It is time for the sternest leaders to find some humanity and help Syria’s starving innocents
World leaders are meeting this week at the World Economic Forum in Davos. When they’ve finished counting their money, perhaps they could spare a moment to discuss the children of Syria. These innocents have been bombed, gassed and starved for four years in Ghouta and elsewhere, and it is time for even the sternest of leaders to search their souls for some humanity. The children bear no blame for this dreadful civil war, and they are our only hope for a better Syria.
As directors of Doctors Under Fire and advisers to the Union of Syrian Medical Charities (UOSSM), we and others persuaded the Russian government and the Syrian regime to allow nine children with curable cancer and 20 others out of Ghouta over Christmas; they will now live, but there are many others who might not. We also managed to do the same for 500 children in Aleppo on 16 December. We understand that the Russians, and in particular the foreign secretary, Sergei Lavrov, intervened directly with President Assad to make the evacuations of children happen. A few people have described our requests as appeasement of the Assad regime, but we have witnessed enough terror in the war zones of the world over the last 30 years to see things differently. This is pragmatic humanity. We want to give hope to a generation so completely let down by their own and global leaders.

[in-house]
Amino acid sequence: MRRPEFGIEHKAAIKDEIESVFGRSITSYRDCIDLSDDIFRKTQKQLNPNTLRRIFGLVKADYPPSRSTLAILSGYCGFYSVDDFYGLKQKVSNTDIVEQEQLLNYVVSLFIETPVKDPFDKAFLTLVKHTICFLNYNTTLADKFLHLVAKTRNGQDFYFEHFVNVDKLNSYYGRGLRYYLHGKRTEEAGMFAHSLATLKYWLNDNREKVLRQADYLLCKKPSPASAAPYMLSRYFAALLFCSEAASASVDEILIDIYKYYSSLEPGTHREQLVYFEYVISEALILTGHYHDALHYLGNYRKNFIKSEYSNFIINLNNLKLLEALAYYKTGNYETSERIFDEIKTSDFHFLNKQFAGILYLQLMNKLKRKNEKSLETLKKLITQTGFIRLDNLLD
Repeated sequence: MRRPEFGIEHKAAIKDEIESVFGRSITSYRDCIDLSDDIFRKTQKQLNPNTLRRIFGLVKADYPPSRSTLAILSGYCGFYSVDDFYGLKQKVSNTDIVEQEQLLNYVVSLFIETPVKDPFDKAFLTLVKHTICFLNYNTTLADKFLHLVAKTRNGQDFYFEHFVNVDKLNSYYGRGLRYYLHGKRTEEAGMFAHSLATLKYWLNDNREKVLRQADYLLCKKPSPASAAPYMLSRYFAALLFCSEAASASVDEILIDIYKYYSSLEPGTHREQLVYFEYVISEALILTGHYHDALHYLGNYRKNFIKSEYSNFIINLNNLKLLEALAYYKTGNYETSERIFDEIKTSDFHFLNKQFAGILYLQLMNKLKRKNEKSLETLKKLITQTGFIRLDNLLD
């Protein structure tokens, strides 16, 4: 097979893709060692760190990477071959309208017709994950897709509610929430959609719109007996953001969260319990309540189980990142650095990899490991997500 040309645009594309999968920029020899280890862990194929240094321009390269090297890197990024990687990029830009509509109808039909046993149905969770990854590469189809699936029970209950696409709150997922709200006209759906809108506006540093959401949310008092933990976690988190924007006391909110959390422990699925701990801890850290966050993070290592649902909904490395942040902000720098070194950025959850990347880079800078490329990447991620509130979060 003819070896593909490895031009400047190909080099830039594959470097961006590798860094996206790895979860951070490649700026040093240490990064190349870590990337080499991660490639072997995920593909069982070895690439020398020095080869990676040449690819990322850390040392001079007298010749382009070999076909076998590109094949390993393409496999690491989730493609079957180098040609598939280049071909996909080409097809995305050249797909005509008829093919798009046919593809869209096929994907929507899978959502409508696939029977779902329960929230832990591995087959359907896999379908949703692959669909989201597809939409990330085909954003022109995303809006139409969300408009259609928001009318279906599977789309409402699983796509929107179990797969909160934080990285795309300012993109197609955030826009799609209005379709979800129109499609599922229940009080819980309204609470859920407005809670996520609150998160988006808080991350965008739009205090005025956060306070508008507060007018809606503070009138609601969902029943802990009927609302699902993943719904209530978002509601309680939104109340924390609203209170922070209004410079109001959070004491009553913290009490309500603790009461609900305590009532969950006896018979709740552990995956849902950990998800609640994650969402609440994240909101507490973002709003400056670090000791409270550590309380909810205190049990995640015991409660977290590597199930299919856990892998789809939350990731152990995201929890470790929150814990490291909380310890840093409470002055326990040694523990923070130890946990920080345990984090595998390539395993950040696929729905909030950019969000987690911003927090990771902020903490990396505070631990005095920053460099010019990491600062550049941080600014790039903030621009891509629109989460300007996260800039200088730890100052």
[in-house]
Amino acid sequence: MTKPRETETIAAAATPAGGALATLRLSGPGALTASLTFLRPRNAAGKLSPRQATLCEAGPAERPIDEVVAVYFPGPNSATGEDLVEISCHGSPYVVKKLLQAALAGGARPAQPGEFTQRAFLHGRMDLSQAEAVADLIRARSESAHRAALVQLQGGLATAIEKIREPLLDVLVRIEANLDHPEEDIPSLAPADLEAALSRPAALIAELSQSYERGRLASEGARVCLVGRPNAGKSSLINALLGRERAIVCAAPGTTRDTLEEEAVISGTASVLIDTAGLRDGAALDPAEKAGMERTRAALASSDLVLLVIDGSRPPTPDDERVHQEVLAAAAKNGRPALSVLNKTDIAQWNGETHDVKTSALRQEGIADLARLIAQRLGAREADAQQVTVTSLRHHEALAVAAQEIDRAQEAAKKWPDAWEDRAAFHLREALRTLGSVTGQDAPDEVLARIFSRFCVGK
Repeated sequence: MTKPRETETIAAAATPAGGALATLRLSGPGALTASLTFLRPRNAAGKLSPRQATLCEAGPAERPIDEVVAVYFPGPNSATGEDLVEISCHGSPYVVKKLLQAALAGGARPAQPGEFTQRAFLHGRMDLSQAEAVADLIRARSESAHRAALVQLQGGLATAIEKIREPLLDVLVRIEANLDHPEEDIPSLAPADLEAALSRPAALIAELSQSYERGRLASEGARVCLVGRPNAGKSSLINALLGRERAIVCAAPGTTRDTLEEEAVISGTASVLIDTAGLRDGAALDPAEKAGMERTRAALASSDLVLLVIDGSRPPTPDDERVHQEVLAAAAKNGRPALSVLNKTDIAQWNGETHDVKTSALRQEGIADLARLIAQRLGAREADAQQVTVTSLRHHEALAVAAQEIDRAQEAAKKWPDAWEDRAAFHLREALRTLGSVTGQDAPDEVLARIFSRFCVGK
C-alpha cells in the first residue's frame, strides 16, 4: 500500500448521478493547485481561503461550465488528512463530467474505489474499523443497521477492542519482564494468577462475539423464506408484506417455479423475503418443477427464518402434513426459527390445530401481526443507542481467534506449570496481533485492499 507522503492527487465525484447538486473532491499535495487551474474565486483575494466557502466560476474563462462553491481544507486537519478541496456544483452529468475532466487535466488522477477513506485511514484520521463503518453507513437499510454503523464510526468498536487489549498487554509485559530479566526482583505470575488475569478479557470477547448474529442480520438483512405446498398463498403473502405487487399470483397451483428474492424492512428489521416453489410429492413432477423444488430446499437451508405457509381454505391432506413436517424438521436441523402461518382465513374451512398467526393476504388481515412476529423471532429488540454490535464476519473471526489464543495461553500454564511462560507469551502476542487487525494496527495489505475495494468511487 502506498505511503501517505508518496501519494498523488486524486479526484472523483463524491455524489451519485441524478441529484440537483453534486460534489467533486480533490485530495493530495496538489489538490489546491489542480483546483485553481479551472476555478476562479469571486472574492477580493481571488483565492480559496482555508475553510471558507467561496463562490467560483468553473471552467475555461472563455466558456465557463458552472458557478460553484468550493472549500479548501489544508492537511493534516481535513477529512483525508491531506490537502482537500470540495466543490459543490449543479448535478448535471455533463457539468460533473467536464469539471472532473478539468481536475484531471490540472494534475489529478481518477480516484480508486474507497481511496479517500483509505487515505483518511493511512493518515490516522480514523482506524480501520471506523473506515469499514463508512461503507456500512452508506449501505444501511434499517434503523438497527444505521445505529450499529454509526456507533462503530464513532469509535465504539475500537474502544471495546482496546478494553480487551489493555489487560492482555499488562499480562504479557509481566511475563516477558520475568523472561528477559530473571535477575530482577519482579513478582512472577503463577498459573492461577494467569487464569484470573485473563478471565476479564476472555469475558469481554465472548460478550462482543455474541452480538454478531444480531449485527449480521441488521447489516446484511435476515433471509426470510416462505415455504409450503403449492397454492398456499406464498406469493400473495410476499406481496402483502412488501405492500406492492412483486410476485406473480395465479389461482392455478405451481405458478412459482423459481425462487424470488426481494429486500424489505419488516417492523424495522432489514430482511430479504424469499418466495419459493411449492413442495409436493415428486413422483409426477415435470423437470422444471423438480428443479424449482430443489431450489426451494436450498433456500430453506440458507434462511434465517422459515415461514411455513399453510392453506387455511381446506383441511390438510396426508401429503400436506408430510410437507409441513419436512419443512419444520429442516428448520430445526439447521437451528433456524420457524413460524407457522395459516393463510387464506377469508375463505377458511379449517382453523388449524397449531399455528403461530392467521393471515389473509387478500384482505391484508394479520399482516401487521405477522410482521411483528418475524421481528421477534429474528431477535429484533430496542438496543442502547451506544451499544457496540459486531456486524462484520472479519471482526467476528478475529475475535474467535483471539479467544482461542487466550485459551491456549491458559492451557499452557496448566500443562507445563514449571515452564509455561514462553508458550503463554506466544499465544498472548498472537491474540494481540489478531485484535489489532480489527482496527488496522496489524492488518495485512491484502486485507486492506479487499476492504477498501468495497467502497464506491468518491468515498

The slaughter of the children of Ghouta is a disgrace to all, on all sides of this conflict.